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Editorial
To kill a mockingbird
Quiet burial of the LC probe panel inTaj case is fraught with more disquieting questions than it seeks to suppress
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Congress party’s Taj Mohi-ud-Din is happy that the Damocles’ sword hanging over his head has been removed; National Conference leadership is happy that its limited objective has been achieved; the Peoples Democratic Conference (PDP) and the Panthers Party (PP) are dissatisfied with the abrupt turn of events but determined to pursue their objective by other means and, last but not the least, the chairman of the state legislative council is satisfied that he had acted in good faith and decided to dissolve a house-committee which he had formed in ‘good faith’. This confusing scenario shrouds the short-lived plot scripted by a conspiratory combination of treasury benches and the opposition in the upper house to pin down the PHE minister Taj Mohi-ud-Din who at one time had estranged his own party colleagues for saying the wrong thing at the wrong time or, as some believe, saying the right thing at the wrong time.

Summary dissolution of the probe panel by the LC chairman Amrit Malhotra on Monday closed the tumultuous chapter that began last month with the opposition allegation on the floor that the PHE minister had illegally grabbed forest land in Shopian area. It appears that the tricky political complications involved in the case had either escaped the attention of those whose concern it was to assert them then and there to foil the move or that there was a calculated move by a section of the ruling coalition partners to corner the Congress minister who had courted the ire of his own partymen for siding with the National Conference at a critical juncture.

It was now the NC’s turn to pay back the debt of gratitude. Soon after realising that Taj Mohi-ud-Din was the wrong target to torment the Congress, the NC leadership arm-twisted its nominees in the probe panel who went public with their resignation, citing less than convincing reasons. The drama over the resignation of the Congress nominee in the probe panel dragged a bit longer until, as they say, it was time for all the ‘good men’ to come on to one side. In the end of it all the chairman of the legislative council discovered his own enlightenment to act in ‘good faith’ in order to undo that which he himself had done in ‘good faith’.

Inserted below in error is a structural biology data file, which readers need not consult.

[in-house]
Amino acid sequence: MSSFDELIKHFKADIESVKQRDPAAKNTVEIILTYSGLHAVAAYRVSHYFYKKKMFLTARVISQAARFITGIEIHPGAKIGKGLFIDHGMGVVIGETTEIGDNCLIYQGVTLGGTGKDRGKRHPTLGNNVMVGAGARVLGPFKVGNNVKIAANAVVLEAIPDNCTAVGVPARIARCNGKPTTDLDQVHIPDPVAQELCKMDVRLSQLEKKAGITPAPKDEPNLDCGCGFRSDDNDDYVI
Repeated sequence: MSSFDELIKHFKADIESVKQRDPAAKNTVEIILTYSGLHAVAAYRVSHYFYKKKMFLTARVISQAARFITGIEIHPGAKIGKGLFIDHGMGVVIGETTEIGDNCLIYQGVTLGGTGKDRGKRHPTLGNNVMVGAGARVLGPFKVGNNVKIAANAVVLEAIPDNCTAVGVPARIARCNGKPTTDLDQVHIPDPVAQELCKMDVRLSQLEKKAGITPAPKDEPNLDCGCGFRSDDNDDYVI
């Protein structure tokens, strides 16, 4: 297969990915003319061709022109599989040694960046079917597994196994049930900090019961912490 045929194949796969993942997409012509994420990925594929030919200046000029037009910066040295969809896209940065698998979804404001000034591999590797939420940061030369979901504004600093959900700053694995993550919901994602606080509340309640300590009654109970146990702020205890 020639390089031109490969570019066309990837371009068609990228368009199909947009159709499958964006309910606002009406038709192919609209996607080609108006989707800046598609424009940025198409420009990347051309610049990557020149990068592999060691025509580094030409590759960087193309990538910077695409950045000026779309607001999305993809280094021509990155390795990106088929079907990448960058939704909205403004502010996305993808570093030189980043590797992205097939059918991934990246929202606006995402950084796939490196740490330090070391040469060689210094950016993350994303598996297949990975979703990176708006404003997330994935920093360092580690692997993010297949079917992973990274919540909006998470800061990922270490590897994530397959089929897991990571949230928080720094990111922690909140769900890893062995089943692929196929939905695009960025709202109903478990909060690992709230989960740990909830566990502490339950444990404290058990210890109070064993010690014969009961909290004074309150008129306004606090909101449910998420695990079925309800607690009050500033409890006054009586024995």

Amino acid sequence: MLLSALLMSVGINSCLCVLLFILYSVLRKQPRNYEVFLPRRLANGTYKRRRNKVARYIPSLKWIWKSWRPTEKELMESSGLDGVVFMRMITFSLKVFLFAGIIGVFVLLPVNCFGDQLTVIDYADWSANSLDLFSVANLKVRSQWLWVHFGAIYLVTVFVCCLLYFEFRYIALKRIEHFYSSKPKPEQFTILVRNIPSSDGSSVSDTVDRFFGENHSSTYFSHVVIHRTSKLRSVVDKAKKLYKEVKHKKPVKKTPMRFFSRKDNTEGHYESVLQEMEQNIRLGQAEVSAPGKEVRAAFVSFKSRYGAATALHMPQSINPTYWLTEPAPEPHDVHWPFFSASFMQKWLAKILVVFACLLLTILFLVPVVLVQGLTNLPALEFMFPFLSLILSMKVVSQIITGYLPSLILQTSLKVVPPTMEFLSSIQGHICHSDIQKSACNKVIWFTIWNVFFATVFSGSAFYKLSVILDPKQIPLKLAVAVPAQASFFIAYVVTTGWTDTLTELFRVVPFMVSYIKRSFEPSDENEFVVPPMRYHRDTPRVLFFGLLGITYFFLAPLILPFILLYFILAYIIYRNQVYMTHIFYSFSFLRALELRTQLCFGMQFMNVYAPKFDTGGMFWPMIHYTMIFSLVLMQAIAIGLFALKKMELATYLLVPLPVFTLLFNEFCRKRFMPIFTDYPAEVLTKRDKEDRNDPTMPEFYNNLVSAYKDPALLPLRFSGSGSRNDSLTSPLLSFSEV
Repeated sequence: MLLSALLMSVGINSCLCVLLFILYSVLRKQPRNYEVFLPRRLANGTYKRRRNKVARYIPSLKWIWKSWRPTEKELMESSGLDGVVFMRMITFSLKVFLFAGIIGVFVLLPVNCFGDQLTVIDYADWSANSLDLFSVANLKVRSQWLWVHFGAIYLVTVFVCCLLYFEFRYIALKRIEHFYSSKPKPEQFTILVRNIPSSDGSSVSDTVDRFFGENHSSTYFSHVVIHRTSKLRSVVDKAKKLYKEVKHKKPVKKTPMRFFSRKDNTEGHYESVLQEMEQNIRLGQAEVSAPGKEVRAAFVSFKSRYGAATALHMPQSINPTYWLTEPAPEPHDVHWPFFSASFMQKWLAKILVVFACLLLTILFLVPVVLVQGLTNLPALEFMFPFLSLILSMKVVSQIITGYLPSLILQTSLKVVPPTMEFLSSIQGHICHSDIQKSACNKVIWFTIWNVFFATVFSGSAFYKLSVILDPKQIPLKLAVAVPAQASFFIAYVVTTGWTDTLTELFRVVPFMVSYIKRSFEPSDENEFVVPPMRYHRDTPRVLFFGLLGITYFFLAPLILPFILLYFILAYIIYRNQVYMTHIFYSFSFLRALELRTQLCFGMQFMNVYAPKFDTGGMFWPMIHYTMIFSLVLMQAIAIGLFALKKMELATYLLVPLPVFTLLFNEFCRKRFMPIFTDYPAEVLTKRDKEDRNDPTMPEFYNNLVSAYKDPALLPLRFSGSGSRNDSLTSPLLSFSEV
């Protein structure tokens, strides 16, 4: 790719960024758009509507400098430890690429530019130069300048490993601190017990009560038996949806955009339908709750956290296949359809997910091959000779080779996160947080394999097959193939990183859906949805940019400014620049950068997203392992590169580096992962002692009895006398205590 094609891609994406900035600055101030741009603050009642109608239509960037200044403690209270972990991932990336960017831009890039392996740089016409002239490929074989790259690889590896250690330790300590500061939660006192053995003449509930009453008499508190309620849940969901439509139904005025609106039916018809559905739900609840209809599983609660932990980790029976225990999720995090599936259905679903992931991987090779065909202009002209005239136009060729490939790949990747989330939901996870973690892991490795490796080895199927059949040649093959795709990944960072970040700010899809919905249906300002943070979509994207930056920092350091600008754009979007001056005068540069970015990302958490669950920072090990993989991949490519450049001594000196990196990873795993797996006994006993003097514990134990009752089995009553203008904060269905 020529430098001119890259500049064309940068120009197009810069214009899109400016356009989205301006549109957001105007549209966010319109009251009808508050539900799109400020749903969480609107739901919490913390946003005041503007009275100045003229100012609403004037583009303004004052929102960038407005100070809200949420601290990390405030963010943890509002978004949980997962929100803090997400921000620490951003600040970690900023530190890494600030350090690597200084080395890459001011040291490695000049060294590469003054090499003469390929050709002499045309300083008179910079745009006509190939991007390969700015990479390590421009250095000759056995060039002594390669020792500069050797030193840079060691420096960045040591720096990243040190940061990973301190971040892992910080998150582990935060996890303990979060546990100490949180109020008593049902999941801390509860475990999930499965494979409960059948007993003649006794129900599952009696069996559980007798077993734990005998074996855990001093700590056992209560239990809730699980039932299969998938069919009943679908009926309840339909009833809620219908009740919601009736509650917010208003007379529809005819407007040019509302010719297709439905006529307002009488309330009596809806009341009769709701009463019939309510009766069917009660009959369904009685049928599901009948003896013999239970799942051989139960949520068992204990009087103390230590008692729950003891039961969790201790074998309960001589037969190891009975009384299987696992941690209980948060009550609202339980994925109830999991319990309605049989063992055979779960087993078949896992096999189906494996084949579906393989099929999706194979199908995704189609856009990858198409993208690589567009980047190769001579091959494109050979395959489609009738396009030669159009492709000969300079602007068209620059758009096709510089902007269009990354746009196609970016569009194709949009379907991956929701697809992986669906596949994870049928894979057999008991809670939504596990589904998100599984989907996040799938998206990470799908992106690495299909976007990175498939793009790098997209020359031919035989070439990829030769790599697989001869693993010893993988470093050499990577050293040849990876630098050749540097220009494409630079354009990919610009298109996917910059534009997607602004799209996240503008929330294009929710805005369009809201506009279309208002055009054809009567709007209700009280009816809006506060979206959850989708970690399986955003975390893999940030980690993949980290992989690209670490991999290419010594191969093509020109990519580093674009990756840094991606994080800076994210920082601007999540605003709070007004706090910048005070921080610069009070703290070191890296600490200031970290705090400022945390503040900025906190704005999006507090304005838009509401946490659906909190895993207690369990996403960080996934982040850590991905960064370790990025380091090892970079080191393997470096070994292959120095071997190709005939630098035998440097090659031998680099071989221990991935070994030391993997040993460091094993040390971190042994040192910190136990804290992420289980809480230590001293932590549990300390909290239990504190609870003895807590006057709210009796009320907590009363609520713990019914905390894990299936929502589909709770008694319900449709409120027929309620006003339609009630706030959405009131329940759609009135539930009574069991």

It would be unfair at this stage to express any opinion on the validity of the allegation against the PHE minister because it has not been probed and in all probability will never be probed after what happened to a feeble bid at looking into the matter. However, even while refraining from being judgemental at this stage, this much is clear beyond doubt that the means adopted to achieve the end (scuttling the probe) leave behind several unanswered questions. Even if the technicality adopted in this case was not appropriate the minister concerned should have been the last person to use it as an excuse to kill the move itself in the mistaken belief that he would thus clear his name. On the contrary, he allowed himself to be seen moving heaven and earth to let that happen. Secondly, the stink of corruption in high places has already leaked far and wide as it had in the yet-to-be resolved mysterious death of Haji Mohammad Yousuf last year.

The unavoidable impression is that all sorts of tactics and means are being employed by this regime to save itself from public exposure of rampant corruption in higher echelons. The manner in which the publicly known crucial details about the Haji Yousuf case were either obliterated or tampered with or simply ignored while consigning the case to a commission of inquiry has aggravated public disquiet. The mode of inquiry adopted to deal with that case has failed to inspire public confidence in its efficacy. Public perception in such sensitive matters is a crucial factor that seems not to be bothering the present day rulers.




News Updated at : Wednesday, November 14, 2012
 
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